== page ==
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CPR Under Fire

Special Prosecutor to Examine CPR

Citizens for Property Rights members are electioneering without being organized as a political organization, according to a Loudoun County political action committee.

The attorney defending CPR asked the committee to point out election and candidate activity that would be cause for the allegations.

"If they don't want to play by the rules, then get out of the game," said Joseph "Joe" Maio, spokesman for Voters to Stop Sprawl, a group founded in 1999 that has two officials, a president and treasurer, and more than 200 members.

A Loudoun judge entered an order last week approving the appointment of a special prosecutor, John Notarianni of the Prince William County Commonwealth attorney's office, to review the group's allegations that Citizens for Property Rights (CPR) violated the state election law. The group filed the allegations two weeks ago. Notarianni was out of his office until Tuesday and was not available to comment.

Maio said CPR is electioneering by naming elected officials, falsely publicizing their activities and trying to influence the voters. "The CPR president said he plans to run for the Board of Supervisor's chair. Clearly, that is electioneering," Maio said. "In Virginia, political action committees are allowed to do this."

POLITICAL ACTION committees, such as his group, have to report their income and expenditures, Maio said. The non-partisan group supports several anti-sprawl measures and helps elect candidates, regardless of political party, who favor stopping over development in the county, according to the group's web site. The group regularly reports funding sources and amounts, Maio said.

"I would challenge CPR to tell the people of Loudoun County who supports them, who funds the sewer-y ads they produce," Maio said. "They are acting like a secret Gestapo organization with sneak attacks on the Board of Supervisors. They should come clear what their mission is."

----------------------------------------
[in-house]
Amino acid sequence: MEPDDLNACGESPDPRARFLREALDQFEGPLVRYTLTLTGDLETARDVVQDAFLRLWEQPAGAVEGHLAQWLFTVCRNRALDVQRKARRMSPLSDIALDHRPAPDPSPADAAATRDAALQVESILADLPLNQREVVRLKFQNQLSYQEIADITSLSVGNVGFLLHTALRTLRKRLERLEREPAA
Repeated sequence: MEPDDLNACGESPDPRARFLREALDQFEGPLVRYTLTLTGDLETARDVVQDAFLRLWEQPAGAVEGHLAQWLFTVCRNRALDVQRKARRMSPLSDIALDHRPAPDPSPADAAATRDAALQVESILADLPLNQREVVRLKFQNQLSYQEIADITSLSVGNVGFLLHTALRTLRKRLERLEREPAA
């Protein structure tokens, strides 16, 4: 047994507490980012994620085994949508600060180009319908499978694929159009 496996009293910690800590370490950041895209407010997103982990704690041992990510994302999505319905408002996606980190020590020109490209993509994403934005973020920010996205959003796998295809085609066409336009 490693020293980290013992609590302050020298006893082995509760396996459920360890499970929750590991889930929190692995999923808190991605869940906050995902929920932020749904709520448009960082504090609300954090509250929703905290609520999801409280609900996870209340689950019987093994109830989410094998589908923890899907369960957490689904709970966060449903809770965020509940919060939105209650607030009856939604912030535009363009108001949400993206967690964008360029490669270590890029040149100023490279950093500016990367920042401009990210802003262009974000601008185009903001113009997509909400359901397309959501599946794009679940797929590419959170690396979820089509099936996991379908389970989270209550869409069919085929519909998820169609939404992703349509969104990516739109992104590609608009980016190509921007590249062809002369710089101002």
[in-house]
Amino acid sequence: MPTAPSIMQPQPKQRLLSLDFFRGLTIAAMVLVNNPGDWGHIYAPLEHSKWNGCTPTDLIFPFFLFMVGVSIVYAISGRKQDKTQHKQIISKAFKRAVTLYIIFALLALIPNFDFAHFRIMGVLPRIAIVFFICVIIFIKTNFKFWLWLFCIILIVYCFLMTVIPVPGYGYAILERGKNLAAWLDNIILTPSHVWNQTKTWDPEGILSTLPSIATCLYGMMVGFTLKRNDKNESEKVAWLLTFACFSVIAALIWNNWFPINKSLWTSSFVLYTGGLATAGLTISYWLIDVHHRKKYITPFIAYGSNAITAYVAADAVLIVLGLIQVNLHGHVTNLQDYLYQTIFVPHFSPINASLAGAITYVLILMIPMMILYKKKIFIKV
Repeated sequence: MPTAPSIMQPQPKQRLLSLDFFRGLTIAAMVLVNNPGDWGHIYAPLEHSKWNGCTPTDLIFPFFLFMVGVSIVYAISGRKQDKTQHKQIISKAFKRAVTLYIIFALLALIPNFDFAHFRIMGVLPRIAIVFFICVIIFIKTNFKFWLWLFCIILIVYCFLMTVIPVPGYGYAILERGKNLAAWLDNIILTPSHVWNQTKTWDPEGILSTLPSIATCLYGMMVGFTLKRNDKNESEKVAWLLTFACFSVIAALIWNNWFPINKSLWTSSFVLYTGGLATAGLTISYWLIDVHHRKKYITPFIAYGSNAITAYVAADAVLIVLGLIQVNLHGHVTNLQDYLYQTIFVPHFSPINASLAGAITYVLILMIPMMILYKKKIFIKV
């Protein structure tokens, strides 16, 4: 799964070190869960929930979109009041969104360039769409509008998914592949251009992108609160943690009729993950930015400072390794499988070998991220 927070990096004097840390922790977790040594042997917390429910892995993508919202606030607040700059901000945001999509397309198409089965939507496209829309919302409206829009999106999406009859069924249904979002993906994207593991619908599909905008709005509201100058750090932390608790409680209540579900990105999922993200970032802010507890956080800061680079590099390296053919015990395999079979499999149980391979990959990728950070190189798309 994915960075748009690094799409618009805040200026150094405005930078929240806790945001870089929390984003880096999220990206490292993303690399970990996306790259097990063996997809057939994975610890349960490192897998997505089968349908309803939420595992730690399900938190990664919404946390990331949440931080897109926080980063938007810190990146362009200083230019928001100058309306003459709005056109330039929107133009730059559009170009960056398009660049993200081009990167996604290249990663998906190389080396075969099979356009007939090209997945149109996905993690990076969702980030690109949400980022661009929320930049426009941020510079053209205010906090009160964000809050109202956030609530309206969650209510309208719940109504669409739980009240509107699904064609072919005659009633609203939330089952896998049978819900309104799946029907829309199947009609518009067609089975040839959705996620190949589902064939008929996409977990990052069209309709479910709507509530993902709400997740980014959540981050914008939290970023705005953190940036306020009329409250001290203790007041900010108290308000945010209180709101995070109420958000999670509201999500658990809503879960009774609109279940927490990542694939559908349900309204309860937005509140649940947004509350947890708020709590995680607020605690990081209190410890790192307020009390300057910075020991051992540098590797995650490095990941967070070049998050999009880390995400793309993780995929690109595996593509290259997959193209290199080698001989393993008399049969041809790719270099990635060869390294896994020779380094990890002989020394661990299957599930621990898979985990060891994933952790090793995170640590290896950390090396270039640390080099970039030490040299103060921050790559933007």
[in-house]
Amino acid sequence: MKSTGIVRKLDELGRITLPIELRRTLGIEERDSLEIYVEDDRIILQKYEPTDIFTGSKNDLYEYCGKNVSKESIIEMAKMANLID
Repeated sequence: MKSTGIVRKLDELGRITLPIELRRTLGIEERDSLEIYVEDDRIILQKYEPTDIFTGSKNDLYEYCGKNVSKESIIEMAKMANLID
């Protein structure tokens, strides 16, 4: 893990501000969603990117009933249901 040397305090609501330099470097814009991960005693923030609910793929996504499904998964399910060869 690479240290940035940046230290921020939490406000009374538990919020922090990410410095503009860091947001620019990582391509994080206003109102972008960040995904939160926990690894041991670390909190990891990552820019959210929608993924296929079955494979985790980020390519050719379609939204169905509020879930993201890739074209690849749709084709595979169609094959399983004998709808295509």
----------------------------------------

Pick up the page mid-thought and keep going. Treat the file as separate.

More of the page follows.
"They should open up their books so the citizens of Loudoun County can find out whose funding that campaign of smears and lies," said Board Chairman Scott York (R-At Large).

Jack Shockey, CPR president, did not comment about the allegations and referred comments to Tom Plofchan, Jr. Sterling attorney representing the group.

Plofchan said Voters to Stop Sprawl claimed CPR violated the Campaign Finance Disclosure Act, applied to political committees that raise money for elections or to influence the elections.

“What election? What campaign? Where’s the applicability of the act?” said Plofchan, of Plofchan and Associates. “Why is the commonwealth attorney involved? Because he gets his name in the paper. … If there are no elections and no candidates, CPR cannot be governed by the act.”

CPR MEMBER Patricia Shockey, who spoke at the Board of Supervisors meeting Tuesday, agreed. She made her comments after three members of Voters to Stop Sprawl spoke with Halloween masks over their faces. One of the members, Valerie Kelly, who later removed the mask, said CPR uses masks to hide how CPR’s full-page advertisements and mailers are funded.

“What are these mailers and advertisements trying to accomplish? They want to turn voters against you, the supervisors. They want to make you slow down or stop your smart growth efforts. They want to intimidate you,” Kelly said.

Shockey said during her turn for public comment, “We’ve never worn a mask.” Shockey said CPR has invited board members to its fund-raisers, raises money from family and friends and that CPR is not a political action group.

“What’s the problem? Could it be you take CPR on because we disagree with you? You can count on CPR to continue to dissent with you,” Shockey said. “My answer to you, Scott, and Voters to Stop Sprawl is bring it on.”

Waterford farmer Donald Evans asked the board why the proposed fiscal year 2003 plan includes $1 million for a legal defense fund. “If you’re not doing anything wrong, why did you need so much money in a legal defense fund?”

York said the fund will be used to protect the county from lawsuits from developers.

“Many of those developers have been contributors to CPR. We as citizens ought to know who’s running their campaign,” York said.

Maio said members of Voters to Stop Sprawl, unlike CPR members, are not developers or land speculators. “They are not running for office. CPR is. There is a big difference in moral positions of the two groups, and the legal requirements of the two groups,” he said.